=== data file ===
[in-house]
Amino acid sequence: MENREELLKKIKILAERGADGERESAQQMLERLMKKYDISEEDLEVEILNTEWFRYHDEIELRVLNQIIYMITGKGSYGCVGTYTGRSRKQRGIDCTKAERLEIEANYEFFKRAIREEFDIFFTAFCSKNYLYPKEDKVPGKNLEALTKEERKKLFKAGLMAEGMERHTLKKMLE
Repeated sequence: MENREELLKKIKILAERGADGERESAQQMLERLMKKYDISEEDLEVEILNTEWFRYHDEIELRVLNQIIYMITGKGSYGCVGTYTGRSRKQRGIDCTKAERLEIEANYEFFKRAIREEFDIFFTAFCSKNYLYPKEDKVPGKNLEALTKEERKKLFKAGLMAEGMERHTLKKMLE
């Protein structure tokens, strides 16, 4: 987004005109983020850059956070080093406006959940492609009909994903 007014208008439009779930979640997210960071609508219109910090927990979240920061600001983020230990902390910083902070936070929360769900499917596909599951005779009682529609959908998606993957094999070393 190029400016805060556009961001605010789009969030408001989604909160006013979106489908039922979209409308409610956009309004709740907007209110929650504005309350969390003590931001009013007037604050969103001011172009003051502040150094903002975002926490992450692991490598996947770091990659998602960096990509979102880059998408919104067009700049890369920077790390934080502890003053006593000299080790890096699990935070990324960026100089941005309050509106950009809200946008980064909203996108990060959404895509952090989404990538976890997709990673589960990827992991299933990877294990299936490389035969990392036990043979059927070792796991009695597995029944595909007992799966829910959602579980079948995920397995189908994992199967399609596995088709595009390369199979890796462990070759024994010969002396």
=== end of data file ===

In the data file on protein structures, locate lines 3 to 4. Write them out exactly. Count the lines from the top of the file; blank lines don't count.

Repeated sequence: MENREELLKKIKILAERGADGERESAQQMLERLMKKYDISEEDLEVEILNTEWFRYHDEIELRVLNQIIYMITGKGSYGCVGTYTGRSRKQRGIDCTKAERLEIEANYEFFKRAIREEFDIFFTAFCSKNYLYPKEDKVPGKNLEALTKEERKKLFKAGLMAEGMERHTLKKMLE
């Protein structure tokens, strides 16, 4: 987004005109983020850059956070080093406006959940492609009909994903 007014208008439009779930979640997210960071609508219109910090927990979240920061600001983020230990902390910083902070936070929360769900499917596909599951005779009682529609959908998606993957094999070393 190029400016805060556009961001605010789009969030408001989604909160006013979106489908039922979209409308409610956009309004709740907007209110929650504005309350969390003590931001009013007037604050969103001011172009003051502040150094903002975002926490992450692991490598996947770091990659998602960096990509979102880059998408919104067009700049890369920077790390934080502890003053006593000299080790890096699990935070990324960026100089941005309050509106950009809200946008980064909203996108990060959404895509952090989404990538976890997709990673589960990827992991299933990877294990299936490389035969990392036990043979059927070792796991009695597995029944595909007992799966829910959602579980079948995920397995189908994992199967399609596995088709595009390369199979890796462990070759024994010969002396």